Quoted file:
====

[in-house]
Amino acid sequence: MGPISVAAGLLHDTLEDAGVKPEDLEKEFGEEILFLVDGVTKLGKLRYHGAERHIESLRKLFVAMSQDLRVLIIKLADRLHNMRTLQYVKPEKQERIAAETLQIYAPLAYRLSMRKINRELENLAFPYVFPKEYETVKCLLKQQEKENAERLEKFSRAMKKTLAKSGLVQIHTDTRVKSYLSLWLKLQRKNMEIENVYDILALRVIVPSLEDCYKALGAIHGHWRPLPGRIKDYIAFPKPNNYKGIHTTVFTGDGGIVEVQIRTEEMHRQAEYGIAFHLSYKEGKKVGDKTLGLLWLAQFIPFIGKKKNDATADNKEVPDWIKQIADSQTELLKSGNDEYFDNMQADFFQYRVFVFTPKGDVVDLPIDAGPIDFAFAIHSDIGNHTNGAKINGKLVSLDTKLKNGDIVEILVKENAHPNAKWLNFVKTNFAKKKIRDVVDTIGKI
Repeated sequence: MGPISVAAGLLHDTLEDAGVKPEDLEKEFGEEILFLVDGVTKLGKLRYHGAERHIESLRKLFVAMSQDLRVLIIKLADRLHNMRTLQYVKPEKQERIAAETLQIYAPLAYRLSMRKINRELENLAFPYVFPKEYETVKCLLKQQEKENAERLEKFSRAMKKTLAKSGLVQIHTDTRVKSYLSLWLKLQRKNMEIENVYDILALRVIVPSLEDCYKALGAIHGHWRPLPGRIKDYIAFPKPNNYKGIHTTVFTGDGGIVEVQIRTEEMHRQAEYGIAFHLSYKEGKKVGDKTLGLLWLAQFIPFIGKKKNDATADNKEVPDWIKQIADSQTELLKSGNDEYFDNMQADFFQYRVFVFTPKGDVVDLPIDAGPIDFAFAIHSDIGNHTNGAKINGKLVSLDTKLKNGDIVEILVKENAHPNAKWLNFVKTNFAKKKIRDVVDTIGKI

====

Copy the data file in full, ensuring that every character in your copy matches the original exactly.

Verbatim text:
[in-house]
Amino acid sequence: MGPISVAAGLLHDTLEDAGVKPEDLEKEFGEEILFLVDGVTKLGKLRYHGAERHIESLRKLFVAMSQDLRVLIIKLADRLHNMRTLQYVKPEKQERIAAETLQIYAPLAYRLSMRKINRELENLAFPYVFPKEYETVKCLLKQQEKENAERLEKFSRAMKKTLAKSGLVQIHTDTRVKSYLSLWLKLQRKNMEIENVYDILALRVIVPSLEDCYKALGAIHGHWRPLPGRIKDYIAFPKPNNYKGIHTTVFTGDGGIVEVQIRTEEMHRQAEYGIAFHLSYKEGKKVGDKTLGLLWLAQFIPFIGKKKNDATADNKEVPDWIKQIADSQTELLKSGNDEYFDNMQADFFQYRVFVFTPKGDVVDLPIDAGPIDFAFAIHSDIGNHTNGAKINGKLVSLDTKLKNGDIVEILVKENAHPNAKWLNFVKTNFAKKKIRDVVDTIGKI
Repeated sequence: MGPISVAAGLLHDTLEDAGVKPEDLEKEFGEEILFLVDGVTKLGKLRYHGAERHIESLRKLFVAMSQDLRVLIIKLADRLHNMRTLQYVKPEKQERIAAETLQIYAPLAYRLSMRKINRELENLAFPYVFPKEYETVKCLLKQQEKENAERLEKFSRAMKKTLAKSGLVQIHTDTRVKSYLSLWLKLQRKNMEIENVYDILALRVIVPSLEDCYKALGAIHGHWRPLPGRIKDYIAFPKPNNYKGIHTTVFTGDGGIVEVQIRTEEMHRQAEYGIAFHLSYKEGKKVGDKTLGLLWLAQFIPFIGKKKNDATADNKEVPDWIKQIADSQTELLKSGNDEYFDNMQADFFQYRVFVFTPKGDVVDLPIDAGPIDFAFAIHSDIGNHTNGAKINGKLVSLDTKLKNGDIVEILVKENAHPNAKWLNFVKTNFAKKKIRDVVDTIGKI